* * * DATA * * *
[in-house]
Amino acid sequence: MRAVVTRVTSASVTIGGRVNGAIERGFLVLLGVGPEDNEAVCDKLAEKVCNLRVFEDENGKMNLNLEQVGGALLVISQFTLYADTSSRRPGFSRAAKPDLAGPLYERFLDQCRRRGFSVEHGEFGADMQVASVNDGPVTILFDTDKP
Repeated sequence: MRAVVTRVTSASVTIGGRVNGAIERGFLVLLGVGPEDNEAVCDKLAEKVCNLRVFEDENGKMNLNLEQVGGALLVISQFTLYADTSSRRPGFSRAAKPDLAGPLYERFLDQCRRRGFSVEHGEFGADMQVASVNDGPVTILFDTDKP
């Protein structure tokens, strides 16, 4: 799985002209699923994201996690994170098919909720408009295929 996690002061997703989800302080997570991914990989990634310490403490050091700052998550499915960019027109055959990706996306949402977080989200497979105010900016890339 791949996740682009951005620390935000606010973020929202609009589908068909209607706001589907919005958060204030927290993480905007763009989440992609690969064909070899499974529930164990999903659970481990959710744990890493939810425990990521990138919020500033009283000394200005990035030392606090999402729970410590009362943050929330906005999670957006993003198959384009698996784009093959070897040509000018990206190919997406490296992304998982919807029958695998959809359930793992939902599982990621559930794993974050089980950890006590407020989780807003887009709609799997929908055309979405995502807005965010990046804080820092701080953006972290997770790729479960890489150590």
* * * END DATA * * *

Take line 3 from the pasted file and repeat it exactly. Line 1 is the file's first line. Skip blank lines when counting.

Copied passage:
Repeated sequence: MRAVVTRVTSASVTIGGRVNGAIERGFLVLLGVGPEDNEAVCDKLAEKVCNLRVFEDENGKMNLNLEQVGGALLVISQFTLYADTSSRRPGFSRAAKPDLAGPLYERFLDQCRRRGFSVEHGEFGADMQVASVNDGPVTILFDTDKP